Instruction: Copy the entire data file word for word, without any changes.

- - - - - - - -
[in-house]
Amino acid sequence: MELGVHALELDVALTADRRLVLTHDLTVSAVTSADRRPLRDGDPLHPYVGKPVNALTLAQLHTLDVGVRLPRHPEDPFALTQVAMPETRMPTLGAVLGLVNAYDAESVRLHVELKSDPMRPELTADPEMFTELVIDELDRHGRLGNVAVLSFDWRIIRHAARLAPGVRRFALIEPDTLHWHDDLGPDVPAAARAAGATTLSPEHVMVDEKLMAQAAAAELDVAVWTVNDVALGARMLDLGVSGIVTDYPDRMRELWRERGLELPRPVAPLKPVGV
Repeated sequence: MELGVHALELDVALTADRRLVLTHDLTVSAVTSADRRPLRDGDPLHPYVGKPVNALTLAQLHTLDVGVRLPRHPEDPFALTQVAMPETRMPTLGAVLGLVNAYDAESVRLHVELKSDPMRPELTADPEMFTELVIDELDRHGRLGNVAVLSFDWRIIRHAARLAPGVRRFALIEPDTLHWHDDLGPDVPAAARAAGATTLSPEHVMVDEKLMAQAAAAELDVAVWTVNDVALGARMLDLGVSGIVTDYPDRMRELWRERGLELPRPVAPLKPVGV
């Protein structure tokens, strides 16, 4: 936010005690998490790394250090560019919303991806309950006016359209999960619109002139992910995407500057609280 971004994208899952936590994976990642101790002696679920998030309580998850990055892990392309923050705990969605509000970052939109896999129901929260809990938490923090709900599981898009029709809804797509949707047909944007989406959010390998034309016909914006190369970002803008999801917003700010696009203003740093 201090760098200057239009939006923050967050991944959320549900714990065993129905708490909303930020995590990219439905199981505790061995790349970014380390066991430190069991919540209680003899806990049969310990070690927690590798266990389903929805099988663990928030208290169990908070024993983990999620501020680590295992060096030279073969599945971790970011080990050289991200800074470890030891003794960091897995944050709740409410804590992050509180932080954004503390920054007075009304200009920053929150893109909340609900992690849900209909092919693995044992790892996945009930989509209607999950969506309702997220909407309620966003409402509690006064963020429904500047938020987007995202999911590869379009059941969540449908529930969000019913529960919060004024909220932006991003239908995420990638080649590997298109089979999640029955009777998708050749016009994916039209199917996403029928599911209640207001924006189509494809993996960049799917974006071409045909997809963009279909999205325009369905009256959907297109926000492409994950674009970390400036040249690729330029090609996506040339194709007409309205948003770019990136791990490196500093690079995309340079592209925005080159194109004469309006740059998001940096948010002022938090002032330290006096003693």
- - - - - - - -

[in-house]
Amino acid sequence: MELGVHALELDVALTADRRLVLTHDLTVSAVTSADRRPLRDGDPLHPYVGKPVNALTLAQLHTLDVGVRLPRHPEDPFALTQVAMPETRMPTLGAVLGLVNAYDAESVRLHVELKSDPMRPELTADPEMFTELVIDELDRHGRLGNVAVLSFDWRIIRHAARLAPGVRRFALIEPDTLHWHDDLGPDVPAAARAAGATTLSPEHVMVDEKLMAQAAAAELDVAVWTVNDVALGARMLDLGVSGIVTDYPDRMRELWRERGLELPRPVAPLKPVGV
Repeated sequence: MELGVHALELDVALTADRRLVLTHDLTVSAVTSADRRPLRDGDPLHPYVGKPVNALTLAQLHTLDVGVRLPRHPEDPFALTQVAMPETRMPTLGAVLGLVNAYDAESVRLHVELKSDPMRPELTADPEMFTELVIDELDRHGRLGNVAVLSFDWRIIRHAARLAPGVRRFALIEPDTLHWHDDLGPDVPAAARAAGATTLSPEHVMVDEKLMAQAAAAELDVAVWTVNDVALGARMLDLGVSGIVTDYPDRMRELWRERGLELPRPVAPLKPVGV
């Protein structure tokens, strides 16, 4: 936010005690998490790394250090560019919303991806309950006016359209999960619109002139992910995407500057609280 971004994208899952936590994976990642101790002696679920998030309580998850990055892990392309923050705990969605509000970052939109896999129901929260809990938490923090709900599981898009029709809804797509949707047909944007989406959010390998034309016909914006190369970002803008999801917003700010696009203003740093 201090760098200057239009939006923050967050991944959320549900714990065993129905708490909303930020995590990219439905199981505790061995790349970014380390066991430190069991919540209680003899806990049969310990070690927690590798266990389903929805099988663990928030208290169990908070024993983990999620501020680590295992060096030279073969599945971790970011080990050289991200800074470890030891003794960091897995944050709740409410804590992050509180932080954004503390920054007075009304200009920053929150893109909340609900992690849900209909092919693995044992790892996945009930989509209607999950969506309702997220909407309620966003409402509690006064963020429904500047938020987007995202999911590869379009059941969540449908529930969000019913529960919060004024909220932006991003239908995420990638080649590997298109089979999640029955009777998708050749016009994916039209199917996403029928599911209640207001924006189509494809993996960049799917974006071409045909997809963009279909999205325009369905009256959907297109926000492409994950674009970390400036040249690729330029090609996506040339194709007409309205948003770019990136791990490196500093690079995309340079592209925005080159194109004469309006740059998001940096948010002022938090002032330290006096003693």